Saturday, 28 April 2012

April 28th - Hangover puddings and the way to a woman's heart

Dear Nigel,

Today i wander round the house like a bear with a sore head. In earlier years you might have supposed i was nursing a bit of a hangover - and lord knows it feels like one - but in fact my 'hangover' is little more than an ultra-late night's fiddle playing at the little pub where i go to play with a group of friends. It seems almost unfair that so little alcohol was involved in the resulting headache. I turn for solace to an old copy of 'the pudding club book'. If they can't help me, no one can.

The pudding club was founded in 1985 by Jean and Keith Turner at The Three Ways House Hotel in Mickleton, Glocestershire. It was started almost as a joke but since then the revival in traditional puddings has been phenomenal. Seems a long time ago now, but even the call to eat a Mediterranean diet has not dented our enthusiasm for comfort-eating. Many of the puddings are traditional sponges which take some time to steam and can be a little heavy on the stomach. I prefer the kind of pudding that is basically a sponge batter which rises as the sauce sinks through it to a delicious goo underneath. There are two lovely examples in this book, the Caramel pudding and Sultana and Butterscotch pudding. I favour the latter i think and set to work. It is very satisfying to make this in an old pie dish; the very shape of which brings back memories from childhood. It cooks in the oven in 40 minutes.

You are also indulging in a bit of pudding, i see, and, hair of the dog or not, i see it contains a goodly helping of limoncello liqueur. This might be very handy for the majority of the us who inevitably have a little handbag bottle of the stuff knocking around in a cupboard somewhere from a holiday in distant memory (along with a completely unopened bottle of Ouzo that you can't remember why you bought). I like the idea of using lemon curd in your lemon trifle and the scattering of crystallised violets lends the Edwardian air that you were aiming for.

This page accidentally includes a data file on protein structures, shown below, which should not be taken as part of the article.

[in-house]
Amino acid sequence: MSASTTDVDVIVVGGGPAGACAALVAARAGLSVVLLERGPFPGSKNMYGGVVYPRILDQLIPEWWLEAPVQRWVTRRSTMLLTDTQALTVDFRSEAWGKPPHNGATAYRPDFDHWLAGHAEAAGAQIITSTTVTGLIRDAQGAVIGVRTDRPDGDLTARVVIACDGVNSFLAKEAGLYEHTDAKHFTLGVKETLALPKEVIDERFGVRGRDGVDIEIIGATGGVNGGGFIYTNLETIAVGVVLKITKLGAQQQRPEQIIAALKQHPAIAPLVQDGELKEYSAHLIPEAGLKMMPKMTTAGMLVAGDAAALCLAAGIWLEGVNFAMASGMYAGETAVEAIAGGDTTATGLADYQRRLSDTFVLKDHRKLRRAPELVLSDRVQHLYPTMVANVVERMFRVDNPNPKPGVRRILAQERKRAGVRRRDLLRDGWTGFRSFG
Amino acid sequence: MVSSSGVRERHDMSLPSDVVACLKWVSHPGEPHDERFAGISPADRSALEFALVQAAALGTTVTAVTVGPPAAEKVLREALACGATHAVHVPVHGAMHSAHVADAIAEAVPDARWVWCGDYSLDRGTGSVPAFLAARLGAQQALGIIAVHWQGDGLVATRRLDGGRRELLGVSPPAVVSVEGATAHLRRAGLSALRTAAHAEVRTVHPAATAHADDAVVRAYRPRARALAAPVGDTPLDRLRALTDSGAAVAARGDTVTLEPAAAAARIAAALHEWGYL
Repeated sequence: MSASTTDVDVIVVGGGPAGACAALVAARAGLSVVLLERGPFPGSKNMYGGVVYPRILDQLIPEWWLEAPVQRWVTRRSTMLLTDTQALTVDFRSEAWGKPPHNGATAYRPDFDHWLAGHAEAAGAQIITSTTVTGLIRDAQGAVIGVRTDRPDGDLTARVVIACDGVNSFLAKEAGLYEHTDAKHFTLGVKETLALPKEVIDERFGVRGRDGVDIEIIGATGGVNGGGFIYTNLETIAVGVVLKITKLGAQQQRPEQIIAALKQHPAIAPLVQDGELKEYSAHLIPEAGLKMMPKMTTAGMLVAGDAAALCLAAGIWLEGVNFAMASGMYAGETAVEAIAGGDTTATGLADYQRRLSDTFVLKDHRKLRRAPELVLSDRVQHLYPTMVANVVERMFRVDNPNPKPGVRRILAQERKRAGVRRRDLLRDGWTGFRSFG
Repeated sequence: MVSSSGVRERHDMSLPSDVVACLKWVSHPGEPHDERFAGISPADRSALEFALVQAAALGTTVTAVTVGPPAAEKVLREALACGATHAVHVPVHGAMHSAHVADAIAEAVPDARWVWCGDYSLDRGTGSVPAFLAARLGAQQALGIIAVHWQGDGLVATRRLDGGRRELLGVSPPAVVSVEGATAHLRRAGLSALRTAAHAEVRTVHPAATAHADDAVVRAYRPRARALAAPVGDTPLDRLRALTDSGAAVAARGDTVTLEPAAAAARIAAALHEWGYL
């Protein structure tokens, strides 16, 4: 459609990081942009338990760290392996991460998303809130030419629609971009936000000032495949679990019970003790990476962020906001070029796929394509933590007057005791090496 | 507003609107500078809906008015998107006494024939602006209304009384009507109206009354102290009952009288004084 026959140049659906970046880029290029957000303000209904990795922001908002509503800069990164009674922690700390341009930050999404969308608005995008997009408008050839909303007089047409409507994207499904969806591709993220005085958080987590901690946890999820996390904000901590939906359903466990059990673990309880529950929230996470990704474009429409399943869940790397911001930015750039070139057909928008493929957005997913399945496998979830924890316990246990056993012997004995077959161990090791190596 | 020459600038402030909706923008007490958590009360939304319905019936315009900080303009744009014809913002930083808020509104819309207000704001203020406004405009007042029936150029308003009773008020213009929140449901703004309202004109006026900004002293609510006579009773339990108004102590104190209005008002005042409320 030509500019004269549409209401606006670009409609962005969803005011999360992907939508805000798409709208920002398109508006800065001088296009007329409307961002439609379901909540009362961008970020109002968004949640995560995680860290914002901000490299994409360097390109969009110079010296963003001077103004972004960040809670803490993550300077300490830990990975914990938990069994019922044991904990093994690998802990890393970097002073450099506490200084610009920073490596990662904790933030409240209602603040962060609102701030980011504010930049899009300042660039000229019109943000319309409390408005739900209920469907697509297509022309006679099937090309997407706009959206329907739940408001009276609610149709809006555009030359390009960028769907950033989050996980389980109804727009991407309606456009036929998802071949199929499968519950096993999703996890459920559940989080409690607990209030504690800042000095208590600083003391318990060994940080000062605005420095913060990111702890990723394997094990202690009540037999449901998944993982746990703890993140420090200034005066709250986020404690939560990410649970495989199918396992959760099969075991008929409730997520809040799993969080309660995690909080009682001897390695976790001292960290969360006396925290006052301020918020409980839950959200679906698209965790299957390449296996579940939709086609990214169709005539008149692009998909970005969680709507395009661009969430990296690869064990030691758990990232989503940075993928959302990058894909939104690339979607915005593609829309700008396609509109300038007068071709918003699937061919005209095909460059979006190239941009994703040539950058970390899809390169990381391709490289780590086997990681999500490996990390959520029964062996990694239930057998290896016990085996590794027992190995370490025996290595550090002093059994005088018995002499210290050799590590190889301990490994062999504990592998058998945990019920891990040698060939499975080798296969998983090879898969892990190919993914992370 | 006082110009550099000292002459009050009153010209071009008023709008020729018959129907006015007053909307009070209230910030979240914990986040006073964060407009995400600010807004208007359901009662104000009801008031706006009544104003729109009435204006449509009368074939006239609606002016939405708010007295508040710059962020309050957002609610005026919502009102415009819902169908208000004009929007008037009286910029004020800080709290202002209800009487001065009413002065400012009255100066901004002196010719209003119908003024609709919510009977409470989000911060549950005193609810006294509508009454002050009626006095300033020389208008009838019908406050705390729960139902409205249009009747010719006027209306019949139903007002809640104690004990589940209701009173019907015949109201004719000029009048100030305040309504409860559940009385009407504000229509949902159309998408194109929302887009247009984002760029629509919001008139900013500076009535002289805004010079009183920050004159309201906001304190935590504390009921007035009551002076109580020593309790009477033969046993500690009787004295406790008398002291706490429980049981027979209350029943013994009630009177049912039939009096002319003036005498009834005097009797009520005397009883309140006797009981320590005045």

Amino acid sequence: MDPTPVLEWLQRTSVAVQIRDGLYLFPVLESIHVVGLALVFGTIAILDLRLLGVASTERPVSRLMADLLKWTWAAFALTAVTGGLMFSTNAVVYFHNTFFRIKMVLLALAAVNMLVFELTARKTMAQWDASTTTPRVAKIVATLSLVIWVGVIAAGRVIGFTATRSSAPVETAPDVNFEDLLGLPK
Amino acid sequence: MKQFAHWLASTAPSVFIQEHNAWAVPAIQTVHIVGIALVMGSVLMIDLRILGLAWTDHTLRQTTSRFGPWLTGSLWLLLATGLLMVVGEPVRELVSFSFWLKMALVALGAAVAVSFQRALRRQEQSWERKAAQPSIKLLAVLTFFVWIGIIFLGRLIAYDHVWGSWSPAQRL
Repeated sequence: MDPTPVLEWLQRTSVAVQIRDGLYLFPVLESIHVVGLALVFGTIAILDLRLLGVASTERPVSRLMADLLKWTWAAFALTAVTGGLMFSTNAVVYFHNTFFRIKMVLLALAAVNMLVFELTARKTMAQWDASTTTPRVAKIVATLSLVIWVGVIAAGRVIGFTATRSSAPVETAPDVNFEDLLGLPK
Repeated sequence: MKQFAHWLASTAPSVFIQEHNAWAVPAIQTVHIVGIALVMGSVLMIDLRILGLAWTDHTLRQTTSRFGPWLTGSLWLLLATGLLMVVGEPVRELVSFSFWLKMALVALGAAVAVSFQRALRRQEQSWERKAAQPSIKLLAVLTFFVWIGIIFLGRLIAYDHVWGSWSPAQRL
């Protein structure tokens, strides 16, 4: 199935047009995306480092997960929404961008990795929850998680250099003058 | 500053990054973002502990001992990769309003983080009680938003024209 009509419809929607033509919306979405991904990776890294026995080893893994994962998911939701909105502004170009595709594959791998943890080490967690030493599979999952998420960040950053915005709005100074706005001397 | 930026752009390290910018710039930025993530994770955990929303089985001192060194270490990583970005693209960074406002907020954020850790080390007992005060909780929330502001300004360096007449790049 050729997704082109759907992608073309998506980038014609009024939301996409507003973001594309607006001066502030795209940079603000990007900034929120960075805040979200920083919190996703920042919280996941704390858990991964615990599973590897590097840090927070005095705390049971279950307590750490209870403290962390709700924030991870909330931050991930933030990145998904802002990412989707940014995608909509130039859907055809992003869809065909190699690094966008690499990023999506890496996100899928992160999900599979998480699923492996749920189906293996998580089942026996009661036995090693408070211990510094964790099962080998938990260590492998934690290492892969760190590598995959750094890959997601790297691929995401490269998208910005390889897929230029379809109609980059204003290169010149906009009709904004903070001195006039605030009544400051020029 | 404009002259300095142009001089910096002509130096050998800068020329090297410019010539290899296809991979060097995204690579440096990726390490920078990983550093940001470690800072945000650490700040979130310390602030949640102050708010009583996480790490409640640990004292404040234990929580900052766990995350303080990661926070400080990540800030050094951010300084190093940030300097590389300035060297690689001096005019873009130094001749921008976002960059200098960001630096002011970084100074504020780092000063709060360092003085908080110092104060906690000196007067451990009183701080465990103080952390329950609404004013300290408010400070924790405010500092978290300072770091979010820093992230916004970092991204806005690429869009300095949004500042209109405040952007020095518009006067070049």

By the next day you are sitting quietly barefoot in the garden 'sipping green tea and listening to the sound of church bells'. How a change in weather can change our behaviour and whole outlook on life. It's raining here. Still. There is a drought elsewhere in the country if we are to believe what we are told, but we are drowning in the stuff here. I drove past the new bottled water factory. It has a wavy roof and large picture window looking out over the countryside. I think it is well-designed and, as it is placed near to the recycling centre, does not blot the landscape. But they call it Nestle water now - not quite so poetic somehow.

You find sweet cicely at the market to flavour an omelet, and completely environmentally-unsound baby monkfish  which you marinade in rosemary and garlic and grill .We all follow our own principles most of the time but from time-to-time pure lust gets in the way and we stray. You attempt to appease your conscience with a fool made with rhubarb from the garden and not laden-down with food miles.You use a few of the sweet cicely seeds in with the stewed fruit and sugar. I think i will try that if i can get my hands on some sweet cicely. Our markets aren't up to such delights but i might have better luck in one of the smaller plant nurseries. Seems almost unusual to shop for the kitchen at such a place but the quality and the price is often better.

Martha

1 comment:

  1. Yummy! Nothing like a tasty stodgy pudding to cheer you up on a dismal day!

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